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KNOWING and DOING

If you want to make a change, believe you know what to do and still can’t seem to do it, then what?  It’s both complex and simple.  Many people do not understand either the complexity or the simplicity.   According to research in the field of psychoneuroimmunology there is an interconnected web of psychological, chemical and neurological factors.  When activated these factors can effectively paralyze you and make it virtually impossible to take the actions needed to make the desired change.  All of this and more are documented by Nick Hall in his book, I Know What To Do, So Why Don’t I Do it? The New Science of Self-Discipline.  Hall even lists the 10 most common excuses for inaction:

Excuse #1: “I’m too stressed out.”

Excuse #2: “I don’t believe I can.”

Excuse #3: “I don’t have the time.”

Excuse #4: “I don’t have the energy.”

Excuse #5: “I’m too emotional.”

Excuse #6: “I’ll always be the way I am.”

Excuse #7: “I’m afraid I’ll make a mistake.”

Excuse #8: “I’m too sick.”

Excuse #9: “I’m too skeptical.”

Excuse #10: “I can’t do it alone.”

At the end of the day, or at the end of the list of excuses, it seems to be about choices.  Choose to accept your excuse/reason for not making the change or understand that you may have another option which is to shift your thinking and your behavior to a different gear, thus moving beyond the excuses.  I know, it sounds easier than it may be in reality.   Oh yes, remember to get enough sleep so you can think clearly. Maybe change your diet, thus changing some of the chemistry and remember too the positive effects of exercise.  Hmm.  Nick’s book sub-title?  “The New Science of Self-Discipline.”

(Featured image by Taylor Davis)

Comments (5)

  1. This one resonates. My favorite coaching modality is called balance. You’d think it has something to do with finding balance but it’s more like finding a new fresh perspective to give balance to your current view. When we’re stuck, stepping into a new way of seeing shakes loose actions that we didn’t remotely consider when we were neck deep in the mud. Psychoneuroimmunology is new to me and look forward to learning more.

    Alli

  2. This one resonates. My favorite coaching modality is called balance. You’d think it has something to do with finding balance but it’s more like finding a new fresh perspective to give balance to your current view. When we’re stuck, stepping into a new way of seeing shakes loose actions that we didn’t remotely consider when we were neck deep in the mud. Psychoneuroimmunology is new to me and look forward to learning more.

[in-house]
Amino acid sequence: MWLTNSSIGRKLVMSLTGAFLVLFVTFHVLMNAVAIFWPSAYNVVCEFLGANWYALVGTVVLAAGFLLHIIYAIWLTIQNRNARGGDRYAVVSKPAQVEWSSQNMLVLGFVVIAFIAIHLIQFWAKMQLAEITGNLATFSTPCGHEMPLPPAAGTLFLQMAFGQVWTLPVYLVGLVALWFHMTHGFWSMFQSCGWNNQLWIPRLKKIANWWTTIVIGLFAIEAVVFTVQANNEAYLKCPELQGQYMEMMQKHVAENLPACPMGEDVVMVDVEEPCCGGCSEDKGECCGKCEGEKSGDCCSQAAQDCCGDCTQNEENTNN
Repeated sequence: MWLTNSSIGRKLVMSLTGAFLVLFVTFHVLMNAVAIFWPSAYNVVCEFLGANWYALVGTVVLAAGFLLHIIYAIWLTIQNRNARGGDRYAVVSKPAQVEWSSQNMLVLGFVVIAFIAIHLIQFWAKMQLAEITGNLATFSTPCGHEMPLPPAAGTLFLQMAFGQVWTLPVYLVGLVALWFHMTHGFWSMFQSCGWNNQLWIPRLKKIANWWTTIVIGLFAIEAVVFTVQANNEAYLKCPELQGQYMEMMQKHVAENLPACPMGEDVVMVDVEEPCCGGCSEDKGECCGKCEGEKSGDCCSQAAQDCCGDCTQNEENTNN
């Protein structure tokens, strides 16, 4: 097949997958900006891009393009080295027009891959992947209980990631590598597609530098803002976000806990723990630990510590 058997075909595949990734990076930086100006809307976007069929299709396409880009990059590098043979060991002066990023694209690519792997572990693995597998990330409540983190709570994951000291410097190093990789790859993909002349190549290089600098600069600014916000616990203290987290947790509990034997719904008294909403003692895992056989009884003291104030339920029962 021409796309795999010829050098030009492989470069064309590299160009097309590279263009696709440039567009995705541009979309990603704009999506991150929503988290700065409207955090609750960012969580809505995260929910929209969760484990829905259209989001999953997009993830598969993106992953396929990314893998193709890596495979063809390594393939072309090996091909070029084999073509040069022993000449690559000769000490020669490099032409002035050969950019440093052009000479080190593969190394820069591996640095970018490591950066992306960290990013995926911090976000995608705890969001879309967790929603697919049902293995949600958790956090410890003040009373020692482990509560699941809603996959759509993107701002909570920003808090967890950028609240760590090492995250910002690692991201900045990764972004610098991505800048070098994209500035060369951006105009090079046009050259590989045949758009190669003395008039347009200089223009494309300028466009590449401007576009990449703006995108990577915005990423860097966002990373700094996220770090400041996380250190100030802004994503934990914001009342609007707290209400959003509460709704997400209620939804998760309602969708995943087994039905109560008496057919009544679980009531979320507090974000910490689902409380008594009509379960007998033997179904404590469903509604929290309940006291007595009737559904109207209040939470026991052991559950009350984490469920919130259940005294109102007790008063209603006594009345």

Alli

  3. Comment, always appreciated, appeared twice and not sure why you can’t see it or get a notice that I respond, maybe sometimes not right away if I am off line for a day or two. Regardless, I love your descriptions of actions that help clients who need a different kind of nudge now and then. Thanks for your continuing support, insight and sharing.

  4. This reminds me of the old story about the dog who would sit on the porch all day long and welp out occasionally in pain… but, he wouldn’t move off of the nail that he was sitting enough, because it didn’t hurt “enough” 🙂

  5. So many lessons to be learned from the pain/pleasure continuum. Comfort versus discomfort; faith vs. fear; happy/sad; empathy over apathy. My suggestion to those unwilling to make a change for the better choice is that you have a choice, to remain with the status quo or to move beyond, whatever it takes. Chances are very good it will require a change in both attitude and behavior. Then we can go to how willing are you to make the effort to move off that nail? Woof!

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